Along with the new camera, Olympus will be offering a 9-18mm (18-36mm) wideangle zoom, and a 14-150mm (28-300mm equivalent) superzoom, making Micro Four-Thirds a pretty complete ecology (and quite likely offering superior optics at a given price-point than Canon or Nikon). This will leave Nikon and Canon sandwiched between Panasonic and Olympus (offering superior compact cameras) and Leica (offering superior high-end cameras). If Panasonic and Olympus can only get some camera bodies out at a reasonable price, they could do some serious damage.

While these may seem pretty minor changes, assuming the continuous-tracking autofocus doesn’t suck, it significantly changes things relative to the GF-1, since the E-P2 has almost everything (except a built-in flash, which I don’t care about) that the GF-1 offers along with image stabilization and better controls. In the end, however, this is really still a first generation product. I imagine the true second generation micro four-thirds cameras will be truly compelling.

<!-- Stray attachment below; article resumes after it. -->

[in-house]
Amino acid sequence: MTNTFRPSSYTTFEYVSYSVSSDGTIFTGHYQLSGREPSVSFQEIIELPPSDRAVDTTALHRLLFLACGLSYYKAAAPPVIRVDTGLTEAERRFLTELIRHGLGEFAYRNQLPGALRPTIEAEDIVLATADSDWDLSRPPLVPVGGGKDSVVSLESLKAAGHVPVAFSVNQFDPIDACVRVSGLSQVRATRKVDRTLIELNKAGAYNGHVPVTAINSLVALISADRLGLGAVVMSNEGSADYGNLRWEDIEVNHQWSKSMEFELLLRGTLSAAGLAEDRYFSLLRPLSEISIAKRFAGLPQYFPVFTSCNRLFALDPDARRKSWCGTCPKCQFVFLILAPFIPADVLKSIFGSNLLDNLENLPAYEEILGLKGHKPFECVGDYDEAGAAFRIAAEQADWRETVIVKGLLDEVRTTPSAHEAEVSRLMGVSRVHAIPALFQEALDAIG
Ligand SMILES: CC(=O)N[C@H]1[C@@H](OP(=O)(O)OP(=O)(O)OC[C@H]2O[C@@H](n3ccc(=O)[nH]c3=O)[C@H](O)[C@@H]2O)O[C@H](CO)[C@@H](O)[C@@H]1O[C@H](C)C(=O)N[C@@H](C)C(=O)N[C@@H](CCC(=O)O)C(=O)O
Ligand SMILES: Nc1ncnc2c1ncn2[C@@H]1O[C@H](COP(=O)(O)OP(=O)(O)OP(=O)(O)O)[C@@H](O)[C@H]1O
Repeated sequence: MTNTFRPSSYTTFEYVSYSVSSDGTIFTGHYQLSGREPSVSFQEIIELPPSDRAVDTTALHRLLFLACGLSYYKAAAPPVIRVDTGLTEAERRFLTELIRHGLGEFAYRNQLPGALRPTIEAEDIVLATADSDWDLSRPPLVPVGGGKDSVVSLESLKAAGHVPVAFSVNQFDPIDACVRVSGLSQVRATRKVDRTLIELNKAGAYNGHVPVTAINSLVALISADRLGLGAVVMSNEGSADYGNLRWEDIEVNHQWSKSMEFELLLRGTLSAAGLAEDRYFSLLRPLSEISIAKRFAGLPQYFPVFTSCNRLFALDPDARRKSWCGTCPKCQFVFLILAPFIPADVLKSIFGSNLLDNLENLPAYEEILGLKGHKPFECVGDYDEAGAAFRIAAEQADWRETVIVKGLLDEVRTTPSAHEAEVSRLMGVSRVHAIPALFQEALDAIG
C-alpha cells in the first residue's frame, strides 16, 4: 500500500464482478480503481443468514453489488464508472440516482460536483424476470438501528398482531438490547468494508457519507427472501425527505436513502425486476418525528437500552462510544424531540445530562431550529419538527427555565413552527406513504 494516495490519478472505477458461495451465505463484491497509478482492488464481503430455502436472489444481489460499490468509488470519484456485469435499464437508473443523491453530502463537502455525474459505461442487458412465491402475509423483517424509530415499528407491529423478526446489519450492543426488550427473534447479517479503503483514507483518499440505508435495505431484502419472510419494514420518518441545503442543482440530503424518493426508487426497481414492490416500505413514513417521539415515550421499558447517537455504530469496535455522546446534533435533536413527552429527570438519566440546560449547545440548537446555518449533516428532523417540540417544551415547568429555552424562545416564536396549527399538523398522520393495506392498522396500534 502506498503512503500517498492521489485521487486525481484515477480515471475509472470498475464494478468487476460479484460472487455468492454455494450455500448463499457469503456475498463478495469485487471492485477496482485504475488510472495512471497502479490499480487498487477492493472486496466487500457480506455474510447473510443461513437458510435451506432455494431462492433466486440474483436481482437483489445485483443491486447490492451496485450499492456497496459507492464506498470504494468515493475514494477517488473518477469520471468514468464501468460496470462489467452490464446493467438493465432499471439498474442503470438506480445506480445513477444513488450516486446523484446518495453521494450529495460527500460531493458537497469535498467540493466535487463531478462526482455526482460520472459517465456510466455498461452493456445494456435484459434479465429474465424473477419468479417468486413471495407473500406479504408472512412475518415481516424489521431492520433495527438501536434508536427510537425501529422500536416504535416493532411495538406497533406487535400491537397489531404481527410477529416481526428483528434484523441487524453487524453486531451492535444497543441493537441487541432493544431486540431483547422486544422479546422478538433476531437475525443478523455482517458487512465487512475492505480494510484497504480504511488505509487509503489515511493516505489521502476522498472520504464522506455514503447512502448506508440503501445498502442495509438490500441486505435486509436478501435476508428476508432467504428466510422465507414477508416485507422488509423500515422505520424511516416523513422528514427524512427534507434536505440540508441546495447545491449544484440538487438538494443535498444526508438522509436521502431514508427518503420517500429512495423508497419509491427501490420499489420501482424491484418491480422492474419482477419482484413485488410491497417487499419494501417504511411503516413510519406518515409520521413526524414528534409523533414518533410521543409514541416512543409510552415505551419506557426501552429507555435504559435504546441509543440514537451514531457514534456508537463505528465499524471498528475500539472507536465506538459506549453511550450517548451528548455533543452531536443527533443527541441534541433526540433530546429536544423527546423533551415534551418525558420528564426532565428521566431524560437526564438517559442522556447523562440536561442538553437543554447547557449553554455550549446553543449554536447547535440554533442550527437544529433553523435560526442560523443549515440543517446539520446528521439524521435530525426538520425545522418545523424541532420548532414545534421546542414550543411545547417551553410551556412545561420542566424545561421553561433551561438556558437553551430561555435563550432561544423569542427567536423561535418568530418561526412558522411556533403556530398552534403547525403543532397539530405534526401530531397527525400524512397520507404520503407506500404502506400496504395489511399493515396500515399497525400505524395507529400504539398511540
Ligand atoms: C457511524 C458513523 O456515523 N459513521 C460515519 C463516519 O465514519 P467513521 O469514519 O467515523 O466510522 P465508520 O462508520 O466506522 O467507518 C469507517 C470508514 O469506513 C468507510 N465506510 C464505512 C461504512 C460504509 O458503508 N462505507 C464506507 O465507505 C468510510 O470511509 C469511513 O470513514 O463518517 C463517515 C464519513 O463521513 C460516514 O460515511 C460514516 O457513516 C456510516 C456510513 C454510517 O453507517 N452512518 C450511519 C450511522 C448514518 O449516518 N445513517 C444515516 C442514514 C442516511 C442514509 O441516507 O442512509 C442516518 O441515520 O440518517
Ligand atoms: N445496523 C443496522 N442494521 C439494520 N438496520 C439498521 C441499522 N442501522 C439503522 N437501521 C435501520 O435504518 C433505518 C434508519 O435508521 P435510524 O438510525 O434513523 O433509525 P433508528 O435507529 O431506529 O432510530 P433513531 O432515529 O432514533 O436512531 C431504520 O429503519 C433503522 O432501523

The E-P2’s SRP of $1100 (which includes the new EVF) is steep, which remains a deterrent.



It’s interesting to see Canon backing off its relentless pursuit of the megapixel, with the 1D Mkiv and G-10 both signaling that maybe it’s time to concentrate on pixel quality. (What’s with the zany crop factor of the Mkiv though? I’d have thought we’re past that kind of odd compromise.) It’s also interesting to see Nikon persisting with 720p-only cameras — how hard would it be to offer 1080p @24fps?

It seems to me that Canon right now has two very compelling cameras (the 7D and 5D mkii) while Nikon’s range is starting to look dated. (The 7D’s hefty introductory price tag does manage to make the 300s seem reasonably priced though.) Nikon’s cameras are all great still cameras, but their half-assed video support seems more like an attempt to tick a checkbox than offer serious functionality.

Right now, I want Panasonic, Olympus, and Leica to give Nikon and Canon more serious competition, because it seems that they’re all just milking their customers — especially early adopters. (It’s amazing that Leica’s cameras seem reasonably priced compared to Nikon’s. Indeed, the Leica X1 looks pretty competitive with the E-P1/E-P2/GF-1 coupled with the (~$500) 20mm f1.7. If you don’t need autofocus, full frame Nikon prices look ridiculous.)